Evaulation (Exams and Grades): Three exams will be given during the semester. The lowest exam grade will be dropped. A grade of 0 will be assigned for any exam that is not taken. This grade of 0 may count as the one grade that is dropped. NO MAKE-UP EXAMS will be given. Exams are based on textbook, class lectures, and homework. You should bring a working calculator and two pencils to exams. You may not share a calculator during exams. No other paper, notes, books or stored information is to be used except what I provide you. After the first person leaves an exam, no one else can come late and start the exam. No other paper, notes, books, or stored information is to be used except what I provide you. No cell phone use, texting, or checking phone in class at any time. The FINAL EXAM is always harder because it covers all the material.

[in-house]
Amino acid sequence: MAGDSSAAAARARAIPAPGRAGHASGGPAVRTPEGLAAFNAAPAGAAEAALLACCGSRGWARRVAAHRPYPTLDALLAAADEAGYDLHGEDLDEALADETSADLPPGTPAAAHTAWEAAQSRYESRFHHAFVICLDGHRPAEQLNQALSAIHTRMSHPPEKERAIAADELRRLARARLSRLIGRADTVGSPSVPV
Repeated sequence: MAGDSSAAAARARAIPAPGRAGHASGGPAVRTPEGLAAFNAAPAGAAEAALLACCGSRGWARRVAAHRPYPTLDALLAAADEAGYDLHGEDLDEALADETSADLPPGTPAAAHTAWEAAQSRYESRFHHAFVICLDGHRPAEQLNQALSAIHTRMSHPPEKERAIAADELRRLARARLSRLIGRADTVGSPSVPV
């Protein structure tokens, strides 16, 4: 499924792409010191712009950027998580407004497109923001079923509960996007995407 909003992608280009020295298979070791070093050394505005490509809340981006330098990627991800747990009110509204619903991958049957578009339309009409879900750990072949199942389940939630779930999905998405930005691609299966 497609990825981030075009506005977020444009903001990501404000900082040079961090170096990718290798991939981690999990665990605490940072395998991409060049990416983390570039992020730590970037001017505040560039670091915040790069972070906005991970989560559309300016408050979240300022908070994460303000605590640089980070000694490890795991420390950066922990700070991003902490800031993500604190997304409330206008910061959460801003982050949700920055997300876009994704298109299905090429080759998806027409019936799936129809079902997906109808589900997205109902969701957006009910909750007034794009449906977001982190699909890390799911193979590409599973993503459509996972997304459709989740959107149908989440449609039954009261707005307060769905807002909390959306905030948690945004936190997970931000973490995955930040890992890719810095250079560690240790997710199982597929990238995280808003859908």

Tentative Exam Schedule
Exam 1 chapters 7, 8, 9, 10 Feb
Exam 2 chapters 11, 12, 13, 14 Mar
Exam 3 chapters 20, 21, 22 (selected topics 17, 18, 19, 23) Apr
Final Comprehensive at assigned final time
Grades Final grades are based on A 90-100, B 80-89, C 70-79, and D 60-69, F 0-59
Your course grade is based on the formula:
Grade = (0.25 Lab + 0.23 Exam + 0.23 Exam + 0.24 Final + 0.05 Talk/Participation/Other)